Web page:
David Gresham, clarinet
John Orfe, composer/pianist
|| download program ||
for 2 clarinets and piano
|John ORFE (b. 1976)
|Thiago Ancelmo de Souza, guest clarinetist
|Album Leaves (2002)
I. Contemplativo, tempo rubato
III. Sereno, luminoso
IV. Presto giocoso
|Steven STUCKY (b. 1949)
| Sonata No. 2 (2007)
for clarinet and piano
|Alvin ETLER (1913-1973)
|— Intermission —
|Three Studies for Solo Clarinet (2007)
I. Mountain Bird
II. Poignant Son
III. Relentless Machine
|Karel HUSA (b. 1921)
for clarinet and piano
|Sebastian CURRIER (b. 1959)
| An Illustrated Ontogeny of the Flower Snark (2013)
for clarinet and piano
-Dot (no break between movements)
|Carl SCHIMMEL (b. 1975)
Clarinetist David Gresham has appeared as a recitalist, soloist with orchestra, and chamber musician in over thirty countries and across the United States. Recently he presented a solo recital at the American Music Week Festival on Gulangyu Island, Fujian Province, China. Dr. Gresham has also given six recitals in Japan, a nine-concert recital tour of South America as an Artistic Ambassador sponsored by the United States Information Agency, and given solo performances in England, Italy and Canada. He has presented five recitals at Lincoln Center’s Bruno Walter Auditorium in New York City, in addition to other venues in New York including the Great Hall at Cooper Union, the 92nd Street Y Art Gallery, and the Ann Goodman Recital Hall of the Lucy Moses School, in addition to many appearances throughout the nation.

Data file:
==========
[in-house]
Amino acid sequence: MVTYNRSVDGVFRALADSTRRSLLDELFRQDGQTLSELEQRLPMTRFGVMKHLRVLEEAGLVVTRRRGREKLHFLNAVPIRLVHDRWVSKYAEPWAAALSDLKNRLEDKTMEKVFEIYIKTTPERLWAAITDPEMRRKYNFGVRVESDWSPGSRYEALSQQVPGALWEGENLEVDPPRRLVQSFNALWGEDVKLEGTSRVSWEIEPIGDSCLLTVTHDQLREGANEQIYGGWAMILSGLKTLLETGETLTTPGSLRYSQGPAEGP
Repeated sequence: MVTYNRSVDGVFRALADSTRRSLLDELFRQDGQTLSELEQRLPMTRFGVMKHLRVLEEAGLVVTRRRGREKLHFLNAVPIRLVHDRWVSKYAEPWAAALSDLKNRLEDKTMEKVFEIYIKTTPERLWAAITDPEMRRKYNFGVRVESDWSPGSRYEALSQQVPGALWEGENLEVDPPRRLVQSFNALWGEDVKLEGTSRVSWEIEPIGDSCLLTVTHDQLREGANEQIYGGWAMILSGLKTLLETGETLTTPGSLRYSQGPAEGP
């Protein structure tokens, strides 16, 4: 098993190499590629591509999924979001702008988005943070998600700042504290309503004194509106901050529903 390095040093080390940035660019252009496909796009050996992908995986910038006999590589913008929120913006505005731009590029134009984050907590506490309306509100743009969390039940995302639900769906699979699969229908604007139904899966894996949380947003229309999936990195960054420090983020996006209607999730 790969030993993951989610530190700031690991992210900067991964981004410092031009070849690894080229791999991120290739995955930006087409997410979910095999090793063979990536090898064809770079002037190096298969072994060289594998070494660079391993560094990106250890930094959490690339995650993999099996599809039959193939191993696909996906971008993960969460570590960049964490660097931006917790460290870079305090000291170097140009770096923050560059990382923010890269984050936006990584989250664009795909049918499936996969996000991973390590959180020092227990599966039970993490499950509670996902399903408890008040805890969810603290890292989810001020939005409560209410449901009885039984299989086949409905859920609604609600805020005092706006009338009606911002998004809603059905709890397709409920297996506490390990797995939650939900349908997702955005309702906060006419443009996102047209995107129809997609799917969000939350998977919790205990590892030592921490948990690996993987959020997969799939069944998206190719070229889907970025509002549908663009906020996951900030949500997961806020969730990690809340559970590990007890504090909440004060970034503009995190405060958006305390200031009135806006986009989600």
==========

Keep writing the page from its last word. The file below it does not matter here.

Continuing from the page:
As a soloist with orchestra Dr. Gresham has appeared in Japan, Germany, Portugal, England, Ukraine and the United States. He gave the New York premiere of several works, including David Rakowski’s Cerberus concerto for clarinet (doubling on bass clarinet) and orchestra, Osvaldo Golijov’s Yiddish Ruakh (version for clarinet and chamber orchestra), and Yevhen Stankovich’s concerto for clarinet and chamber orchestra, Secret Calls. Among composers who have composed solo and chamber works for Dr. Gresham are Carl Schimmel, John Orfe, David Maslanka, Paul Harvey, Virko Baley, Valentin Bibik, Tanya Leon, and Oleg Felzer. Dr. Gresham recorded the Mozart clarinet concerto with the Kiev Camerata orchestra for the Troppo Note/Cambria recording label. He made the premiere recording of David Maslanka’s concerto for clarinet and band, Desert Roads, which was released by Albany Records. He also presented the Desert Roads concerto at the 2009 ClarinetFest in Porto, Portugal.